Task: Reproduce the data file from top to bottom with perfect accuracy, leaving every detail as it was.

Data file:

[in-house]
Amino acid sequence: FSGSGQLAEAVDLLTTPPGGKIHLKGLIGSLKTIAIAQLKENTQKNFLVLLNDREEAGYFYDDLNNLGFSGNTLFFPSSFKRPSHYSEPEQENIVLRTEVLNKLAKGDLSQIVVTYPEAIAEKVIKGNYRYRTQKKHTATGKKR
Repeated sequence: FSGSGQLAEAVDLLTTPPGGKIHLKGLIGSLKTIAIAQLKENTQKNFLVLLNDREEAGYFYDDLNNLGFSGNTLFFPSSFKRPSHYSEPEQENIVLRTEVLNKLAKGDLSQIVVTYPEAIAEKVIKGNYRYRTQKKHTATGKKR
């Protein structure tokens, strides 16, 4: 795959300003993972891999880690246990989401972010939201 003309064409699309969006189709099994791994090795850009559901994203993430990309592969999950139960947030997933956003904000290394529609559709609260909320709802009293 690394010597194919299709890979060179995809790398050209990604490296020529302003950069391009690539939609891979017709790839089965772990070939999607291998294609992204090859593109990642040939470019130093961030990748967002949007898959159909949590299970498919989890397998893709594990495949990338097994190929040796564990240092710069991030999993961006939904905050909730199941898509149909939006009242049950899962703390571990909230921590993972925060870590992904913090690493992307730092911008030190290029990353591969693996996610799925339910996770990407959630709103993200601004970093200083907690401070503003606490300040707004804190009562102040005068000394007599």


[in-house]
Amino acid sequence: FSGSGQLAEAVDLLTTPPGGKIHLKGLIGSLKTIAIAQLKENTQKNFLVLLNDREEAGYFYDDLNNLGFSGNTLFFPSSFKRPSHYSEPEQENIVLRTEVLNKLAKGDLSQIVVTYPEAIAEKVIKGNYRYRTQKKHTATGKKR
Repeated sequence: FSGSGQLAEAVDLLTTPPGGKIHLKGLIGSLKTIAIAQLKENTQKNFLVLLNDREEAGYFYDDLNNLGFSGNTLFFPSSFKRPSHYSEPEQENIVLRTEVLNKLAKGDLSQIVVTYPEAIAEKVIKGNYRYRTQKKHTATGKKR
């Protein structure tokens, strides 16, 4: 795959300003993972891999880690246990989401972010939201 003309064409699309969006189709099994791994090795850009559901994203993430990309592969999950139960947030997933956003904000290394529609559709609260909320709802009293 690394010597194919299709890979060179995809790398050209990604490296020529302003950069391009690539939609891979017709790839089965772990070939999607291998294609992204090859593109990642040939470019130093961030990748967002949007898959159909949590299970498919989890397998893709594990495949990338097994190929040796564990240092710069991030999993961006939904905050909730199941898509149909939006009242049950899962703390571990909230921590993972925060870590992904913090690493992307730092911008030190290029990353591969693996996610799925339910996770990407959630709103993200601004970093200083907690401070503003606490300040707004804190009562102040005068000394007599």